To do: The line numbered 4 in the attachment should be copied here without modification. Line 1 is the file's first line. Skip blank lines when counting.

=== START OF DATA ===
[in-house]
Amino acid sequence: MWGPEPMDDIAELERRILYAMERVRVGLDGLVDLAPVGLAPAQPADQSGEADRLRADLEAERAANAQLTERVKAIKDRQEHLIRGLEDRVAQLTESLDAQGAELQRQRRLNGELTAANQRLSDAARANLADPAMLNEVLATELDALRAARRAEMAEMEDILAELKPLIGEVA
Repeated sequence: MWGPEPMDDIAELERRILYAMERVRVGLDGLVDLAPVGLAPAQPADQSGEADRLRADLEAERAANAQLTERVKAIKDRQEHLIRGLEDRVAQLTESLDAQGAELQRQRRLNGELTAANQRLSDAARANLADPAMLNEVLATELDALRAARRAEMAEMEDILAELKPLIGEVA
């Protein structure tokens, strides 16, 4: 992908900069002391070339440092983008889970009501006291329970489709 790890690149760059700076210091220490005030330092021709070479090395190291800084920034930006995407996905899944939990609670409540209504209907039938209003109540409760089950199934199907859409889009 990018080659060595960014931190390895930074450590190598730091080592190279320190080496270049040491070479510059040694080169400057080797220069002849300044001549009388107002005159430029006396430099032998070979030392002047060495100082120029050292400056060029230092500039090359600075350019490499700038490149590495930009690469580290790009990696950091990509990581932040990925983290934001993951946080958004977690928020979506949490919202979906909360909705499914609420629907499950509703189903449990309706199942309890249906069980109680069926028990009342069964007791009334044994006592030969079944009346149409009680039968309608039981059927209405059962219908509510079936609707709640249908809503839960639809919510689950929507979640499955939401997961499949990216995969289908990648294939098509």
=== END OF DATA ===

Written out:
């Protein structure tokens, strides 16, 4: 992908900069002391070339440092983008889970009501006291329970489709 790890690149760059700076210091220490005030330092021709070479090395190291800084920034930006995407996905899944939990609670409540209504209907039938209003109540409760089950199934199907859409889009 990018080659060595960014931190390895930074450590190598730091080592190279320190080496270049040491070479510059040694080169400057080797220069002849300044001549009388107002005159430029006396430099032998070979030392002047060495100082120029050292400056060029230092500039090359600075350019490499700038490149590495930009690469580290790009990696950091990509990581932040990925983290934001993951946080958004977690928020979506949490919202979906909360909705499914609420629907499950509703189903449990309706199942309890249906069980109680069926028990009342069964007791009334044994006592030969079944009346149409009680039968309608039981059927209405059962219908509510079936609707709640249908809503839960639809919510689950929507979640499955939401997961499949990216995969289908990648294939098509």